Arizona PBS will be part of ASU journalism schoolPosted: Updated:
PHOENIX (AP) -- Arizona PBS will officially become part of Arizona State University's journalism school in downtown Phoenix next week, the school announced Thursday.
The public television station has a 53-year history with ASU, mostly on the school's Tempe campus.
It will be moving from the university's Office of Public Affairs to the Walter Cronkite School of Journalism and Mass Communication, officials said.
Arizona PBS operates three television channels along with a website. It will become part of the Cronkite school on Tuesday.
Arizona PBS will begin to serve as a "teaching hospital" for journalism students, university officials said. The Cronkite school plans to add new immersion programs in business and sports reporting within the next six months.
Arizona PBS reaches nearly 2 million households and has a weekly viewership of more than 1 million, ASU officials said.
Out of the 170 PBS stations nationwide, 57 are university-run, Cronkite Dean Christopher Callahan said. But very few are run by college journalism programs.
"It's going to be a much more integrated, organic approach," Callahan said. "What we'll spend the summer doing is collecting information on how these two enterprises operate."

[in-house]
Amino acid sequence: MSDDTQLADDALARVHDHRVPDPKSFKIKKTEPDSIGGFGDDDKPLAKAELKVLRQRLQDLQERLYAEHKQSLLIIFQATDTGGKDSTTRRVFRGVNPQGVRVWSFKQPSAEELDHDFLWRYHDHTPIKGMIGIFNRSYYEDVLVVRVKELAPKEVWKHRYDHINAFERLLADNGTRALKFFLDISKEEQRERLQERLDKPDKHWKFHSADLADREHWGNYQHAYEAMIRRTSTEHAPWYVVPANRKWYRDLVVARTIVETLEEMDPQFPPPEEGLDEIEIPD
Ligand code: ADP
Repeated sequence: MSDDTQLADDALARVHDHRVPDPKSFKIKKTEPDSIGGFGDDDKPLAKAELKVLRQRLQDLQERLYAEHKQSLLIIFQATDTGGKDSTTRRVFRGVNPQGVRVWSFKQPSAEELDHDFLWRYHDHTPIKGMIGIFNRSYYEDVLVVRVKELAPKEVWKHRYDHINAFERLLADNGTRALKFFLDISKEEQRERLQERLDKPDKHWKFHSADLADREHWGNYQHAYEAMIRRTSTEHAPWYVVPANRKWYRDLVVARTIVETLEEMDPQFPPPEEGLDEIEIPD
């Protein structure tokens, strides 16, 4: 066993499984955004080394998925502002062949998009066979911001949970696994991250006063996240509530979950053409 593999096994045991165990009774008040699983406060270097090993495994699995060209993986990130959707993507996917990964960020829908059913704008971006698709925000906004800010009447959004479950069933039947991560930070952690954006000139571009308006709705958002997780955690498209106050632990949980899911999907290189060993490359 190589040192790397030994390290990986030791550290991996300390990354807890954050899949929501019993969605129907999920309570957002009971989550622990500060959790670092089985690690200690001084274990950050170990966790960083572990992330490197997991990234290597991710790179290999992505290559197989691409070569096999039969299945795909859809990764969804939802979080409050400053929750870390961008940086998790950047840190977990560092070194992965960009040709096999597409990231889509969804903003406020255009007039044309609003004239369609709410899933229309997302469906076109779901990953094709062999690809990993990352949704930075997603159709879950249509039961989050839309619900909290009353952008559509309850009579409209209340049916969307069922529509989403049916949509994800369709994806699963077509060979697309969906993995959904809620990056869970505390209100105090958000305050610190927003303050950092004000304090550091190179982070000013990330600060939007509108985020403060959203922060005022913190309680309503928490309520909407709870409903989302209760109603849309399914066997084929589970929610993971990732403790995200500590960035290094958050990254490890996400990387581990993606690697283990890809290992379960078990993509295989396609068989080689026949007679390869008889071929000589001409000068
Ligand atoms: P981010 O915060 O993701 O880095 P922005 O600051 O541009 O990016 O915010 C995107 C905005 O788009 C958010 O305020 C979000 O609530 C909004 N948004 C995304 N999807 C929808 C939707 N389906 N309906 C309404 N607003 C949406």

Callahan said he anticipates the school being able to offer expanded and redesigned programs in the fall. The school also wants to amplify the station's daily public affairs programming.
"This could be a test bed of new ideas," Callahan said.
The University of Florida College of Journalism and Communications in Gainesville has a similar relationship with the PBS affiliate there, said the school's dean, Diane McFarlin. She applauded ASU's announcement.
"ASU is doing so many things well," McFarlin said. "I'm sure they'll figure ways to do this even better. It's exciting they're going to have this kind of opportunity."
Publicly owned TV stations make for better "living labs" for enterprising college students, McFarlin said. "It affords all sorts of opportunities for discovery and experimentation that private affiliates simply can't have," she said.
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